Kelly Gallagher & Penny Kittle help with moving to online


Course calendar can be found above and HERE. But you might refer instead to our Weekly Task Support page HERE

G+ Community

We will share some of our work in a Google+ Community. We will write responses to readings, upload images, respond to each other’s ideas, and share links here.



ENGL 534: Literature/Lang/Composition

Spring 2020

Thursdays, 5:00-7:50 in ARTS 306A

Pre-/co-requisites: Graduating senior status (you should be graduating Spring 2020 or Fall 2020); you should have taken or currently be enrolled in ENGL 335, ENGL 375, and ENGL 441.

Dr. Kim Jaxon, Associate Professor of English (Composition & Literacy)
Office Hours: Tuesdays 2:00-3:00, Wednesdays 2:00-4:00, and by appointment
Office Location: ARTS 262
Email:   Twitter: @drjaxon

Course Description

  • Class Population: This is the capstone course for students in the English Education option of the English Major. My assumption is that your career plan is to teach English in a middle or high school, and the course’s materials, activities, and assignments are designed with that assumption in mind. If that is not your career plan, please speak to me.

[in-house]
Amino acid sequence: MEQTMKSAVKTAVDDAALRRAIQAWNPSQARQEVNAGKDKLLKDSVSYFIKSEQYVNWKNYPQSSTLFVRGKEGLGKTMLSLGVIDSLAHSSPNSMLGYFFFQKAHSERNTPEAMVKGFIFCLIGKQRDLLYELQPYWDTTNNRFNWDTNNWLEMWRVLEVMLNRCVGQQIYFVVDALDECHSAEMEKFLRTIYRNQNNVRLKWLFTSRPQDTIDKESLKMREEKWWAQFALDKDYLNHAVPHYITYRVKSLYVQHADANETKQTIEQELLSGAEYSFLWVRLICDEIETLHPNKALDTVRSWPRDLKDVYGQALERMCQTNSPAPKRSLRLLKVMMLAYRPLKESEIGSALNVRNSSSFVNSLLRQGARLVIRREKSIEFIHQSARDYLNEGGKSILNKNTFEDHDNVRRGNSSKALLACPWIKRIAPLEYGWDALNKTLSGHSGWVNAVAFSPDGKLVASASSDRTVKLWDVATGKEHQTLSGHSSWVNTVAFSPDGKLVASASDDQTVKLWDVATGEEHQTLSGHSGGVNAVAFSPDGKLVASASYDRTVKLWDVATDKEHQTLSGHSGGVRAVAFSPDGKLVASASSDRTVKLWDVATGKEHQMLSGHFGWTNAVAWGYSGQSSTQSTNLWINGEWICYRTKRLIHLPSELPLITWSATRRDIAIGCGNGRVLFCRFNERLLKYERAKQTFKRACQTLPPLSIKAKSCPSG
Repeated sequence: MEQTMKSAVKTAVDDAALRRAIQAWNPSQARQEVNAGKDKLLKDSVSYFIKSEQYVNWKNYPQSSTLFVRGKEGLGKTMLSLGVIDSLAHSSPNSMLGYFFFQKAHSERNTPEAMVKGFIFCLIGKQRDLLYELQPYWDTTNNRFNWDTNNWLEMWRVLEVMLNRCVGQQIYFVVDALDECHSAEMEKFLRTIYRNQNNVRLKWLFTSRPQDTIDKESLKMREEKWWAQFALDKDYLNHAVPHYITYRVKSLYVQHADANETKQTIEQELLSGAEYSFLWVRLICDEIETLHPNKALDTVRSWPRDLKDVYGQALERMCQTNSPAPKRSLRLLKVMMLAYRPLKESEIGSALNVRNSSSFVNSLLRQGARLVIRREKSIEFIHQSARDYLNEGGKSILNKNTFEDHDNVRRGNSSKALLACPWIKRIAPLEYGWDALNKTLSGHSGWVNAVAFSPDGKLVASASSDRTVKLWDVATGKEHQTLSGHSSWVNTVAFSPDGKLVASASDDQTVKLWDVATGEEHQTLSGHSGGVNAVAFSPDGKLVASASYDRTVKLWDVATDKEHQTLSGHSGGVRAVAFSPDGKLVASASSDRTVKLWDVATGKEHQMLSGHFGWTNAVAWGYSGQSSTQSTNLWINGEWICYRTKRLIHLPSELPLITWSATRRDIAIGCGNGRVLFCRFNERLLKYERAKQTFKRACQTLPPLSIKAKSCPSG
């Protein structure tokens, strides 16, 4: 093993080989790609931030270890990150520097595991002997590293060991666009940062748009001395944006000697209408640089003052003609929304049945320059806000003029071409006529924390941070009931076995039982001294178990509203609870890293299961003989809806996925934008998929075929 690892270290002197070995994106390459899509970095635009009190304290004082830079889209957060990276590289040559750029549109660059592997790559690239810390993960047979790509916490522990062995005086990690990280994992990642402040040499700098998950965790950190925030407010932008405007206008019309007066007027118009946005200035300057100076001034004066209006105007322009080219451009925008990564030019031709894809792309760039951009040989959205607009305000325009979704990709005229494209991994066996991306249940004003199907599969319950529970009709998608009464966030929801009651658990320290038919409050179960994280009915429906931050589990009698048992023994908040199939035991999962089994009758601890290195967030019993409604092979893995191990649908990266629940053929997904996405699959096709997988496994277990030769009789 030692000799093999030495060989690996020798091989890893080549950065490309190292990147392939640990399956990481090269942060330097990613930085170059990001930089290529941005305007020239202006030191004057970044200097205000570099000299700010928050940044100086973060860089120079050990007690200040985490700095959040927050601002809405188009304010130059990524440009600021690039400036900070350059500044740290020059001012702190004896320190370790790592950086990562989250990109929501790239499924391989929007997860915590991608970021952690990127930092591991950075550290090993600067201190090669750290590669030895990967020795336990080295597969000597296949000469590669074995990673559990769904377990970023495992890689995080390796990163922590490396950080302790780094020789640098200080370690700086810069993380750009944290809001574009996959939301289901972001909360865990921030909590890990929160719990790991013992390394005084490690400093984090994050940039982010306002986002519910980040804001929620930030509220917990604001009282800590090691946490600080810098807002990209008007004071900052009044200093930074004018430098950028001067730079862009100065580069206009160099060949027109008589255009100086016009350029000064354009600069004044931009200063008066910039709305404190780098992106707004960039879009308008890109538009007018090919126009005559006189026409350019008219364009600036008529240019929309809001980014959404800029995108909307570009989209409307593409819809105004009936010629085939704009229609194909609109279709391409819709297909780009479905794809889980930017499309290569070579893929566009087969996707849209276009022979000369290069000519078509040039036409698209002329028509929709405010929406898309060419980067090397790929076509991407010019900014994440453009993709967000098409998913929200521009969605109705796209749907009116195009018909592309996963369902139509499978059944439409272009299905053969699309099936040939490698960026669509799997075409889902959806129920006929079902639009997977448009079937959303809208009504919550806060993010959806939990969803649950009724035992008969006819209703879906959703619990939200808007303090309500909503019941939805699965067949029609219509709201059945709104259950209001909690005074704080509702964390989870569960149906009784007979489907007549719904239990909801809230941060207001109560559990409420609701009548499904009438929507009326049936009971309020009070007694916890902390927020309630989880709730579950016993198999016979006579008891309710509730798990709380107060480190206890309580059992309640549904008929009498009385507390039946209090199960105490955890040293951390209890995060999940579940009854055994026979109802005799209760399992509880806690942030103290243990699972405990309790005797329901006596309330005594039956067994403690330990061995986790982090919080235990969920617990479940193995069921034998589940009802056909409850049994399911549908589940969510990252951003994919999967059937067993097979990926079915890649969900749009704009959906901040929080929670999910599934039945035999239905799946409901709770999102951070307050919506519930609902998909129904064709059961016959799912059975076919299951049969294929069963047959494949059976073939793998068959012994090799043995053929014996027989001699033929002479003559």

• Purpose: The course’s title indicates its curricular mandate: to help you craft a meaningful negotiation of the competing and complementary subdisciplines of English. In your college career, you have been privileged to experience separate courses devoted to literature, academic writing, linguistics, literacy, and creative writing, among others. As an English teacher, you will lose the luxury of these classes’ specificity, and will instead need to provide your students with a coherent experience of all of these aspects of English (along with the fundamentals of reading, speaking, and listening) within single English classes. English 534 provides you with opportunities to see the landscape of English as a synthesized single discipline, and to take steps toward becoming a member of the professional community of English teachers.
  • Design: This incarnation of English 534 is subtitled “Making English.” I use the term “making” since we will design, craft, undo, and remix all the things we know about the teaching and learning in English. We will continually play with digital practices too as a way to support the teaching and learning of English.